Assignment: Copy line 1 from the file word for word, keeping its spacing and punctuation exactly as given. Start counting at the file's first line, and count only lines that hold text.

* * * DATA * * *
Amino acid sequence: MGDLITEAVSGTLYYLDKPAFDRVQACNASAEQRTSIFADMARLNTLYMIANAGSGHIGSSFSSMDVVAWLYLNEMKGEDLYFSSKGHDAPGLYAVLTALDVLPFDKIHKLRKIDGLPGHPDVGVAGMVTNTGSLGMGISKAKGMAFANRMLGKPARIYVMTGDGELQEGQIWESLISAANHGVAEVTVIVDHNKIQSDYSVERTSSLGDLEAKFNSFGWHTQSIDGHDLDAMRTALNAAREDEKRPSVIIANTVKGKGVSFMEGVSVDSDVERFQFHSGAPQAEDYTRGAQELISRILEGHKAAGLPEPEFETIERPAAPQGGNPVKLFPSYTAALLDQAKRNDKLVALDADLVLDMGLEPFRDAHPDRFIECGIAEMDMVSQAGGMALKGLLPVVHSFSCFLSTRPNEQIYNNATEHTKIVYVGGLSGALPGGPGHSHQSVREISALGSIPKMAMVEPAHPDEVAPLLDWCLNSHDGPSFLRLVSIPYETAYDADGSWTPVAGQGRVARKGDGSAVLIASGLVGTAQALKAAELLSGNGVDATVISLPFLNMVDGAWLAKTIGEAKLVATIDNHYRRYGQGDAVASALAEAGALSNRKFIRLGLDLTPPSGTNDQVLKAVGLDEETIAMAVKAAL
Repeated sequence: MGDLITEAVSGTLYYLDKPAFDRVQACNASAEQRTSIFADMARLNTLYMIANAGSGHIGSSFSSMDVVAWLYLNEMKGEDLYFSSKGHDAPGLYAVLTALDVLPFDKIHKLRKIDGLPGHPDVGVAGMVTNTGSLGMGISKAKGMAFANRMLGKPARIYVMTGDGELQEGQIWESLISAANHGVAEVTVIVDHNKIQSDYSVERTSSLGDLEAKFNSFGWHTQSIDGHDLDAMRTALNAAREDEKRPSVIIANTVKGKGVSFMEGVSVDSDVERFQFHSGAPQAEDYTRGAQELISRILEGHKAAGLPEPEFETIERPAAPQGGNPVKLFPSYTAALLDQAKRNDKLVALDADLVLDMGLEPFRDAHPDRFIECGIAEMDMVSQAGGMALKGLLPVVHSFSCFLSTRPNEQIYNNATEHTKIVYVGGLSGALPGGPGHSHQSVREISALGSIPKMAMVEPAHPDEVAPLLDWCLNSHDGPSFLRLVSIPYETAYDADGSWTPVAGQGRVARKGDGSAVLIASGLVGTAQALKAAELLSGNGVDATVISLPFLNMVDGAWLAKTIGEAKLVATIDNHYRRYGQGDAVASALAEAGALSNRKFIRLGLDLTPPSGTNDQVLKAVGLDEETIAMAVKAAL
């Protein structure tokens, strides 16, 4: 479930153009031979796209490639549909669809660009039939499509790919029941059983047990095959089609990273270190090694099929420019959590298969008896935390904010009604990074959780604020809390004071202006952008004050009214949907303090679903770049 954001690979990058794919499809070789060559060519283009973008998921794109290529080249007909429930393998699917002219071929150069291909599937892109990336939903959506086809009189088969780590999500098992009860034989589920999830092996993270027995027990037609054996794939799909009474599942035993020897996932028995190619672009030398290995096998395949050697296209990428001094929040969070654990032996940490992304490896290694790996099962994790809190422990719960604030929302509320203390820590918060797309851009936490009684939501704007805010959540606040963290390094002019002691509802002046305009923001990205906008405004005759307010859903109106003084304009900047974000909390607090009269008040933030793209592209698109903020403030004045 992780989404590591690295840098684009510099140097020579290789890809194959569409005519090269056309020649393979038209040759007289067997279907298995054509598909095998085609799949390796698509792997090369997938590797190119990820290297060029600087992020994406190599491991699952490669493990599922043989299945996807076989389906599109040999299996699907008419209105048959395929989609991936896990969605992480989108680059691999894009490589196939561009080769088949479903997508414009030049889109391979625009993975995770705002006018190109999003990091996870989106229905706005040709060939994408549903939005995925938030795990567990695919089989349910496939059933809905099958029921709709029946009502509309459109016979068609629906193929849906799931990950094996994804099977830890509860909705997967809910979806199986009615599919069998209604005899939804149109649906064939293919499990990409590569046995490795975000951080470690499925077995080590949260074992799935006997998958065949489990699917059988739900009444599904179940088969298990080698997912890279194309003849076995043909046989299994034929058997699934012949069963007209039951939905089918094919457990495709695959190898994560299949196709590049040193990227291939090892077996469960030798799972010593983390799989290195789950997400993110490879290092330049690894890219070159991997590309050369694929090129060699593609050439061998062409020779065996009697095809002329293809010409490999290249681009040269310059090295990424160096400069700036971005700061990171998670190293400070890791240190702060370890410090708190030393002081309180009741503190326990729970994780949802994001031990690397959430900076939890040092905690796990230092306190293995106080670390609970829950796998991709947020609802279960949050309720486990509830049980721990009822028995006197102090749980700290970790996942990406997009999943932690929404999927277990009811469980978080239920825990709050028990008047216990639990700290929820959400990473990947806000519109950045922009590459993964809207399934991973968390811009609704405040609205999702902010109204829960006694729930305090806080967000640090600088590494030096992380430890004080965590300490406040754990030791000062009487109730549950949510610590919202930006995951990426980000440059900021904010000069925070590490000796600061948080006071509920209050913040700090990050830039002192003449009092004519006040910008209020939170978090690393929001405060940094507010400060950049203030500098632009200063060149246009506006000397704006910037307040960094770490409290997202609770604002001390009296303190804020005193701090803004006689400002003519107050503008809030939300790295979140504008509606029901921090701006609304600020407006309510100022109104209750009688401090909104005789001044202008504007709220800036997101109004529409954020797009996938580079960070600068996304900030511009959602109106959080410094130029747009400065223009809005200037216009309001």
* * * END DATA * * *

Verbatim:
Amino acid sequence: MGDLITEAVSGTLYYLDKPAFDRVQACNASAEQRTSIFADMARLNTLYMIANAGSGHIGSSFSSMDVVAWLYLNEMKGEDLYFSSKGHDAPGLYAVLTALDVLPFDKIHKLRKIDGLPGHPDVGVAGMVTNTGSLGMGISKAKGMAFANRMLGKPARIYVMTGDGELQEGQIWESLISAANHGVAEVTVIVDHNKIQSDYSVERTSSLGDLEAKFNSFGWHTQSIDGHDLDAMRTALNAAREDEKRPSVIIANTVKGKGVSFMEGVSVDSDVERFQFHSGAPQAEDYTRGAQELISRILEGHKAAGLPEPEFETIERPAAPQGGNPVKLFPSYTAALLDQAKRNDKLVALDADLVLDMGLEPFRDAHPDRFIECGIAEMDMVSQAGGMALKGLLPVVHSFSCFLSTRPNEQIYNNATEHTKIVYVGGLSGALPGGPGHSHQSVREISALGSIPKMAMVEPAHPDEVAPLLDWCLNSHDGPSFLRLVSIPYETAYDADGSWTPVAGQGRVARKGDGSAVLIASGLVGTAQALKAAELLSGNGVDATVISLPFLNMVDGAWLAKTIGEAKLVATIDNHYRRYGQGDAVASALAEAGALSNRKFIRLGLDLTPPSGTNDQVLKAVGLDEETIAMAVKAAL